There’s a great interview with NPR’s Andy Carvin over at Poynter where he talks about their coverage of Hurricane Gustav. It’s a classic example of what I’ve previously called ‘Distributed Journalism’, and a lesson for any news organisation in how news production has changed:
“For Hurricane Gustav, he has led 500 volunteers putting together the Gustav Information Center, which includes a Wiki and a site called “Voices of Gustav.” The Voices site is set up to accept calls from people who have been displaced, with the idea that volunteers would transcribe the calls and post them online in a searchable format. That effort tapped into the Utterz Web site. The effort includes three Twitter feeds including GustavAlerts, which is a breaking weather feed. GustavNews follows news stories and GustavBlogs focuses on how blogs are reporting the storm. Another another team of 50 or so volunteers is working on transcribing reports from ham radio operators and other radio scans.
“Carvin tells me that he thinks of Twitter as a citizen generated wire service while the wiki is more like a reference desk.”
Particularly interesting is that the Gustav Information Center does not feature “an NPR logo, a link to NPR or any mention of NPR at all.” This is particularly important in making a space ‘owned’ by the users. Likewise: “by utilizing free tools for building wikis, social networking interfaces, Twitter feeds, Google Maps, etc, we’re able to mobilize folks to complete very detailed work and collaborate as equals.”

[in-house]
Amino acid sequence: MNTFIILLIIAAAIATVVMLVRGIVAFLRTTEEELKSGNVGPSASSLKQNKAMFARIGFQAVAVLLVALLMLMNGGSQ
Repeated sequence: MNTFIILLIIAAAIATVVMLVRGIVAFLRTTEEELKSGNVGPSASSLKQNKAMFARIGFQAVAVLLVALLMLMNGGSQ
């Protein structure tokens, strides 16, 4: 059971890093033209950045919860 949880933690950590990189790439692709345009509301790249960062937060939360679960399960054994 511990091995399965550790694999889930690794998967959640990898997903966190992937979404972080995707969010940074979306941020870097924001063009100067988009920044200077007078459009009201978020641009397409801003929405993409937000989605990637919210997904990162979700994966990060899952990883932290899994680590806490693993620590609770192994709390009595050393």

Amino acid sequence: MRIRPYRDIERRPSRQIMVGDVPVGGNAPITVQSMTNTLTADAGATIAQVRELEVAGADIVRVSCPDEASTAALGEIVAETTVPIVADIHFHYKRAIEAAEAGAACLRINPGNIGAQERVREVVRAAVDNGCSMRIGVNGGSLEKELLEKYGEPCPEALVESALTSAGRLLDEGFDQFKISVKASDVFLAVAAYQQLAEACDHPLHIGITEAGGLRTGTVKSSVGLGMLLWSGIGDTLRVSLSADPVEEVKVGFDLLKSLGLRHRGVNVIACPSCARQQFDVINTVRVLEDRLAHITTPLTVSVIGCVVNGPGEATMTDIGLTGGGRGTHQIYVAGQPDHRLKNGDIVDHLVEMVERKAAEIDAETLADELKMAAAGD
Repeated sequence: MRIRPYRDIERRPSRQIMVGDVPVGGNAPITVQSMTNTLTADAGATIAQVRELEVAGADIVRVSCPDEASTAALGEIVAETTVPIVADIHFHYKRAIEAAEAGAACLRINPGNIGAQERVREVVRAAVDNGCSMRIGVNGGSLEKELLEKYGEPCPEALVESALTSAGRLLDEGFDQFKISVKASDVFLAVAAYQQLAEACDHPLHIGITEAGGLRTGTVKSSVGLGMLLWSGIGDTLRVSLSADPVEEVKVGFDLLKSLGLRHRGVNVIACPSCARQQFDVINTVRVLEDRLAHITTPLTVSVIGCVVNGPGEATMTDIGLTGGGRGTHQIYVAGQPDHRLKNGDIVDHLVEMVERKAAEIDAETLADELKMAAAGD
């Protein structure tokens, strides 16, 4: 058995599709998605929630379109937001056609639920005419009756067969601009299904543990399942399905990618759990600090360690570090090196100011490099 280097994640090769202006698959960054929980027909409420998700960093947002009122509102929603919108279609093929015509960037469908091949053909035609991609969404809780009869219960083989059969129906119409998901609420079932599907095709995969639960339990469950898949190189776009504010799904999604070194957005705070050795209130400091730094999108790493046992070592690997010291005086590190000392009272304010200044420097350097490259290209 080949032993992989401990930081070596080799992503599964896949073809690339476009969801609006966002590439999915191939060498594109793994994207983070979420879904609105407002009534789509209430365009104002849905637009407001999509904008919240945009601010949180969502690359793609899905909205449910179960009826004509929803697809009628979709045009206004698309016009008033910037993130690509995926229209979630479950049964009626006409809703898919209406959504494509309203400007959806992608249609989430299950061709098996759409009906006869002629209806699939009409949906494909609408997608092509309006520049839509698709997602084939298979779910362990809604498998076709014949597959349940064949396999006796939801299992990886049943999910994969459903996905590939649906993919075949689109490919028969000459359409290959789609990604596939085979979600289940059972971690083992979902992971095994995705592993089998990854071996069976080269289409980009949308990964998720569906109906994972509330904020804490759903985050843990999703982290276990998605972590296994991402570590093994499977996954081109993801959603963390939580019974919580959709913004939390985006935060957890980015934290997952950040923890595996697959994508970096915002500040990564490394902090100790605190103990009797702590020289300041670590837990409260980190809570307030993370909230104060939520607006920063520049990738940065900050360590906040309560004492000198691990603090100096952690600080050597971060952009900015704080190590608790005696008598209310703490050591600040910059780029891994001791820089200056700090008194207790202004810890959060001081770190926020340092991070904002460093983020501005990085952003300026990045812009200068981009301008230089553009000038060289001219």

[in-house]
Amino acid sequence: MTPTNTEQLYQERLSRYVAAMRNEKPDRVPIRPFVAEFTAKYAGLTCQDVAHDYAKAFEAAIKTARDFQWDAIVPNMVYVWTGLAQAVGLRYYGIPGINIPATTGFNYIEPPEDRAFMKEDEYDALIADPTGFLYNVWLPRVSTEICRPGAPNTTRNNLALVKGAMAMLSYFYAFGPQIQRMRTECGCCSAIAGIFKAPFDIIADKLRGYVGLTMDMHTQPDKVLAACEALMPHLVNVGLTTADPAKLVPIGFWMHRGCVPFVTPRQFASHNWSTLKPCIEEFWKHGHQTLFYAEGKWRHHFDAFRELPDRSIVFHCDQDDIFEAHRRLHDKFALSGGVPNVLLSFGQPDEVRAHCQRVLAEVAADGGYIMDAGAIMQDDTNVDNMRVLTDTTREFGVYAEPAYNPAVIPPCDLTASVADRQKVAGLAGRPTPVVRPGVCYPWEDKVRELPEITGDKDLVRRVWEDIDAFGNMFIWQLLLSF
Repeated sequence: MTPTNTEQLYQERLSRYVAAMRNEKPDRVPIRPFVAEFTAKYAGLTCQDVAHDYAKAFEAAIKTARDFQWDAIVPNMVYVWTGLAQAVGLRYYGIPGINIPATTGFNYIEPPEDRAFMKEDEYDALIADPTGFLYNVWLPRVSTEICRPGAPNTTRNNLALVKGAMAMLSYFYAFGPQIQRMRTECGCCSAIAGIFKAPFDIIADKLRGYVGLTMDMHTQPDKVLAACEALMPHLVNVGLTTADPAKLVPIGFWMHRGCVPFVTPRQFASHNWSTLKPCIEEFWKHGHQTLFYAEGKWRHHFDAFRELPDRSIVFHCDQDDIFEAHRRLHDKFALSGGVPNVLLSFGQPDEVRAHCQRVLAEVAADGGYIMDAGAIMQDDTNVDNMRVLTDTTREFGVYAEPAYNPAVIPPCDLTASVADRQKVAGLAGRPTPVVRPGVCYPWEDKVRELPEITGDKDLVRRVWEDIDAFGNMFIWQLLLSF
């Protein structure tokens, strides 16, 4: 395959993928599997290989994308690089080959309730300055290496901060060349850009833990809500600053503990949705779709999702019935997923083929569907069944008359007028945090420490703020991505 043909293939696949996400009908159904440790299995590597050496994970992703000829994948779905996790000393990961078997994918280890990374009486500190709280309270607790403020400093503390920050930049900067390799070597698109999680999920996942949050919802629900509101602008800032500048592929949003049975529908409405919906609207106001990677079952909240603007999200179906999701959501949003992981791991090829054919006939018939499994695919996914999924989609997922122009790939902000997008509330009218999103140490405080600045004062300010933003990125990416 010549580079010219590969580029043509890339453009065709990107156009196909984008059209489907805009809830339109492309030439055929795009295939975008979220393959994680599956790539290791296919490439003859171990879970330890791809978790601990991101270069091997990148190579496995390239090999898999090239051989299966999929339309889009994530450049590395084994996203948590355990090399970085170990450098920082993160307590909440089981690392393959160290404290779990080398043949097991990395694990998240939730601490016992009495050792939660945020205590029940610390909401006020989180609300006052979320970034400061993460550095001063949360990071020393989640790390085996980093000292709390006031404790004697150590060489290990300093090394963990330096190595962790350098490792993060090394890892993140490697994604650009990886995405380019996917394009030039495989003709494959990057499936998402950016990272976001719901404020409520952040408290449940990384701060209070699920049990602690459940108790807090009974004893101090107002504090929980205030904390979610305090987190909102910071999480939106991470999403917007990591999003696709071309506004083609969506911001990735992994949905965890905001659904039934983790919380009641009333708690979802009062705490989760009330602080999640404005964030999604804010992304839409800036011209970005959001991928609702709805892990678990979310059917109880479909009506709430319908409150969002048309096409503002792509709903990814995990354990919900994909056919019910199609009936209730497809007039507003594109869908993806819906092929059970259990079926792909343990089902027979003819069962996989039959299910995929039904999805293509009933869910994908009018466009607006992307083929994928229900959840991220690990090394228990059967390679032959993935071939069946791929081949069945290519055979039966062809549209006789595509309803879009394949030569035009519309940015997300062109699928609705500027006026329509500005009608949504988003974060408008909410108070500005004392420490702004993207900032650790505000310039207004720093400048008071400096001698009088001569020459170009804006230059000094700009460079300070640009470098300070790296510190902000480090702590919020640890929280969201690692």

Also worth pointing out is the highlighting of atypical disaster volunteers: the geeks.
This video from GRITtv has a bit more information:
“It’s also important to not fear sending people away from your own website when necessary. Even as NPR builds up its internal social networking infrastructure, for example, we still plan to continue reaching out communities on Facebook, Twitter, Flickr, etc, because that’s where those communities spend most of their time and are comfortable working with each other. They have unique infrastructures and dynamics that could never be fully replicated within a news org, so you need to be prepared to be working across multiple networks and connect the dots. And when a story breaks quickly and you need help, you need to act quickly, too. Use whatever tools are available to get the public involved helping you pull it all together.”
Worth reading in full.